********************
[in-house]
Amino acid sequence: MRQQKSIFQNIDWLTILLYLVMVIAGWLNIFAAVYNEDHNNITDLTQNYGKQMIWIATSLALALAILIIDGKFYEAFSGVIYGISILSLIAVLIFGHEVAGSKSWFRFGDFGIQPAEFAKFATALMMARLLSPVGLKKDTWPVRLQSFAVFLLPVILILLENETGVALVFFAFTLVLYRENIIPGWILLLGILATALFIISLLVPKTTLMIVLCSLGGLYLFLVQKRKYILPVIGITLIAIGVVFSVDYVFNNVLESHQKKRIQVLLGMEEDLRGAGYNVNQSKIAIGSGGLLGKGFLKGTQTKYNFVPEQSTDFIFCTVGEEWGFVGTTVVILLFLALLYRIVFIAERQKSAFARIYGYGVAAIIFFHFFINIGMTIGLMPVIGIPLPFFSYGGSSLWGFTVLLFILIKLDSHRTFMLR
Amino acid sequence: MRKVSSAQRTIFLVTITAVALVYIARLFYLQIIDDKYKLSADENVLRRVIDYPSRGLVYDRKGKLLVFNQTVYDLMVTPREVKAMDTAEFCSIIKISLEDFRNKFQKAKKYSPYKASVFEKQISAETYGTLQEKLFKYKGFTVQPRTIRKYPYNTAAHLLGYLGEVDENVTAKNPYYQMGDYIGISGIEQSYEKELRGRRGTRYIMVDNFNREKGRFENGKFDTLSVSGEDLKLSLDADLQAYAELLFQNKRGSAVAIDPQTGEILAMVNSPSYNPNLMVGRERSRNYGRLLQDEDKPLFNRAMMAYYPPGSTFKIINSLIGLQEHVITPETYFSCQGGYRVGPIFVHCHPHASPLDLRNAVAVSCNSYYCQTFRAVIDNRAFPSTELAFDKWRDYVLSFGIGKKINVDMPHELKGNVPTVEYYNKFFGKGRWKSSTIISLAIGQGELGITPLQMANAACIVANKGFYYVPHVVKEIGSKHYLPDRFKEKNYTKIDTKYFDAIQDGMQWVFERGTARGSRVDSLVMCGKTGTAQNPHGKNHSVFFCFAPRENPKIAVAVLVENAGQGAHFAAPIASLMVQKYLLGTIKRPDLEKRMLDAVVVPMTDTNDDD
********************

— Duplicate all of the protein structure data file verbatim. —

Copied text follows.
[in-house]
Amino acid sequence: MRQQKSIFQNIDWLTILLYLVMVIAGWLNIFAAVYNEDHNNITDLTQNYGKQMIWIATSLALALAILIIDGKFYEAFSGVIYGISILSLIAVLIFGHEVAGSKSWFRFGDFGIQPAEFAKFATALMMARLLSPVGLKKDTWPVRLQSFAVFLLPVILILLENETGVALVFFAFTLVLYRENIIPGWILLLGILATALFIISLLVPKTTLMIVLCSLGGLYLFLVQKRKYILPVIGITLIAIGVVFSVDYVFNNVLESHQKKRIQVLLGMEEDLRGAGYNVNQSKIAIGSGGLLGKGFLKGTQTKYNFVPEQSTDFIFCTVGEEWGFVGTTVVILLFLALLYRIVFIAERQKSAFARIYGYGVAAIIFFHFFINIGMTIGLMPVIGIPLPFFSYGGSSLWGFTVLLFILIKLDSHRTFMLR
Amino acid sequence: MRKVSSAQRTIFLVTITAVALVYIARLFYLQIIDDKYKLSADENVLRRVIDYPSRGLVYDRKGKLLVFNQTVYDLMVTPREVKAMDTAEFCSIIKISLEDFRNKFQKAKKYSPYKASVFEKQISAETYGTLQEKLFKYKGFTVQPRTIRKYPYNTAAHLLGYLGEVDENVTAKNPYYQMGDYIGISGIEQSYEKELRGRRGTRYIMVDNFNREKGRFENGKFDTLSVSGEDLKLSLDADLQAYAELLFQNKRGSAVAIDPQTGEILAMVNSPSYNPNLMVGRERSRNYGRLLQDEDKPLFNRAMMAYYPPGSTFKIINSLIGLQEHVITPETYFSCQGGYRVGPIFVHCHPHASPLDLRNAVAVSCNSYYCQTFRAVIDNRAFPSTELAFDKWRDYVLSFGIGKKINVDMPHELKGNVPTVEYYNKFFGKGRWKSSTIISLAIGQGELGITPLQMANAACIVANKGFYYVPHVVKEIGSKHYLPDRFKEKNYTKIDTKYFDAIQDGMQWVFERGTARGSRVDSLVMCGKTGTAQNPHGKNHSVFFCFAPRENPKIAVAVLVENAGQGAHFAAPIASLMVQKYLLGTIKRPDLEKRMLDAVVVPMTDTNDDD